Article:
We were just inside one of the gates of University of Tehran, Afshin faced me and pressed his back against a stone pillar. “Here.” He indicated a place on the pillar just a few inches to once side of his temple. “It was a rubber bullet, but imagine!” he says, shivering as he recalls the incident.
I thought of what Afshin had told me about the student demonstrations he took part in here in 1999. Tear gas, billy clubs and rubber bullets. The students had barricaded themselves behind the rolled up carpets that thousands of prayer-goers knelt on every Friday. They had, Afshin said – lowering his voice as if to brace me for the shock - even burned posters of Iran’s Supreme Leader.
Afshin had been 19 at the time. It’s hard to imagine that he would participate in anything of the kind today.
He introduced me to a friend who is a member of the morals police known as the Basij. This young man would have been among those who helped storm the university, beating students like Afshin, and ending the demonstrations.
The melodramatically polite language of Persian conversation, which seems so over-furnished and indirect to Westerners, spills over into Afshin’s English. He lavishes me with praise, and declares his undying friendship. Yet in spite of this effusiveness, his words always seemed measured. For all his warmth, there’s a guarded aspect to Afshin. Somewhere, beneath the excessive greetings and leave-takings, the ‘gorbanet shoma”s (I sacrifice for you) and other ritualistic courtesies of Iranian social and business intercourse, an individual’s true nature and intent lie obscured.
Thinking of his friendship with the Basij, his kiss on the cheek of Ahmadinejad, his student protest days, his secret sigeh, his beard, and his desire to visit Israel and read Rushdie’s banned book, I sensed in Afshin a chameleon. He's equipped with all the cleverness and instincts necessary to survive in a culture where advancement is a matter of who you know and how much you genuflect to authority - and there's always a feeling that someone might be watching, listening. I think of the words of the late Iranian poet, Ahmad Shamlou:
They smell your breath
lest you have said: I love you,
They smell your heart:
These are strange times, my dear.
Friday, April 11, 2008
"The past does not exist. There are only infinite renderings of it."
In his final book, "Travels With Herodotus", the late Polish journalist Ryszard Kapuscinski ponders a life spent thumbing through "The Histories" while his work took him to Africa, Iran, India and China.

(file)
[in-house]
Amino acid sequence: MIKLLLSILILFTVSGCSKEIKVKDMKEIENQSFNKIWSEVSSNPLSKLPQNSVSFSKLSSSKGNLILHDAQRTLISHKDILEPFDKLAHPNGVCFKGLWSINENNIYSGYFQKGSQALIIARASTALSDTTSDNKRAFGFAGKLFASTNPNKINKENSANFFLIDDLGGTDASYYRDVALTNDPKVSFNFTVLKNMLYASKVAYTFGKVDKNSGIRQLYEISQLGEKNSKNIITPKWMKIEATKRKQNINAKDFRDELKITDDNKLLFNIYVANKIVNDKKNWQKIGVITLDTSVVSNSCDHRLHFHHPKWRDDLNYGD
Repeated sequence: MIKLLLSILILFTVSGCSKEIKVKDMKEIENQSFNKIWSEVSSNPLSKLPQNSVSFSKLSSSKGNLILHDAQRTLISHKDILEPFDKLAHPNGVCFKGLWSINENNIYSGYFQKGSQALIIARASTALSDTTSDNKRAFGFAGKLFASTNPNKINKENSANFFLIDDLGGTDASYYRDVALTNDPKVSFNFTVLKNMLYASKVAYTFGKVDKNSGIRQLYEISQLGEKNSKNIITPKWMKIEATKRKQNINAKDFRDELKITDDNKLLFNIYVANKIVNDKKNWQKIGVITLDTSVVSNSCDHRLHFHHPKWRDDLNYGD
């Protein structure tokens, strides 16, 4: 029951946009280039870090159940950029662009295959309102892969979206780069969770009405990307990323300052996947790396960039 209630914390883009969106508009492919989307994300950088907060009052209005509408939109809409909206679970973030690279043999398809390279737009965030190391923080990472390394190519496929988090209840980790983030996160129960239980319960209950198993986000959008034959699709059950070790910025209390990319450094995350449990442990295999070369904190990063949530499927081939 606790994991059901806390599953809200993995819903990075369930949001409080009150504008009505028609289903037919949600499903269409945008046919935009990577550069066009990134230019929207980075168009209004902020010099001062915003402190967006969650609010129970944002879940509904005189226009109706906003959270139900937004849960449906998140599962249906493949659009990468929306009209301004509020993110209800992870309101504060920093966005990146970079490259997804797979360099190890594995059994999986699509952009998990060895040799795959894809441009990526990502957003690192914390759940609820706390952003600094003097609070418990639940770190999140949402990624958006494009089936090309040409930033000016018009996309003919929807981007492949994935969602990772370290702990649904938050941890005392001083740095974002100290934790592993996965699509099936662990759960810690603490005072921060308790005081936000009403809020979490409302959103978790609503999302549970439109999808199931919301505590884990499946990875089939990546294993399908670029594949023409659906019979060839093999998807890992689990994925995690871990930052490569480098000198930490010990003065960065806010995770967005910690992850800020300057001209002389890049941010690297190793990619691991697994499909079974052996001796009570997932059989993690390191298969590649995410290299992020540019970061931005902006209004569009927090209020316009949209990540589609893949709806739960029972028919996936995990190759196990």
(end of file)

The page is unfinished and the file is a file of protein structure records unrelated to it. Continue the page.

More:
Both books are a reminder, especially to Westerners, that there is a world out there - and it has things to teach us.
Kapuscinski writes only briefly about his time in Iran probably because he devoted an earlier book to that experience. But Iran - Persia - is always in the background as Kapucinski considers Herodotus' chronicle of the war between the Greeks and the Persians and the nature of those two powers.
In Kapuscinski's view the Greeks prevailed because Greek life embodied a semblance of self determination and popular representation, unlike the all powerful monarchy of the Persian Empire (albeit an at times benevolent one under rulers like Cyrus the Great). His argument is essentially that a free people will prevail because they're motivated to fight for what they have:
"On one side from the East, comes an immense powerful steamroller, a blind force subject to the despotic will of a king-master, a king-god. On the other side sprawls the scattered, internally quarrelsome Greek world, rife with disputes and antagonisms, a world of tribes and independent cities without a common government to bind them..."
We are reminded by Herodotus and Kapuscinski, as we are time and again when we read everything from Edward Gibbon's "The Decline and Fall of the Roman Empire" to Graham Greene's "The Quiet American" of the lessons of history: That power corrupts not only those who wield it, but those who are subjected to it. Self-preservation and cynicism replaces citizenship. We have nothing to say in defense of anything, we are only against something. Our compassion is flickering, our desire for retribution abiding.
One passage in Kapuscinski chilled me as I read it. He was writing about the Third World. I was thinking about the world I live in:
"At any moment and for whatever reason, these people, to whom no one pays attention, whom no one needs, can form into a crowd, a throng, a mob, which has an opinion about everything, has time for everything, and would like to participate in something, mean something.
All dictatorships take advantage of this idle magma. They don't even need to maintain an expensive army of full-time policemen. It suffices to reach out to these people searching for some significance in life. Give them the sense that they can be of use, that someone is counting on them for something, that they have been noticed, that they have a purpose."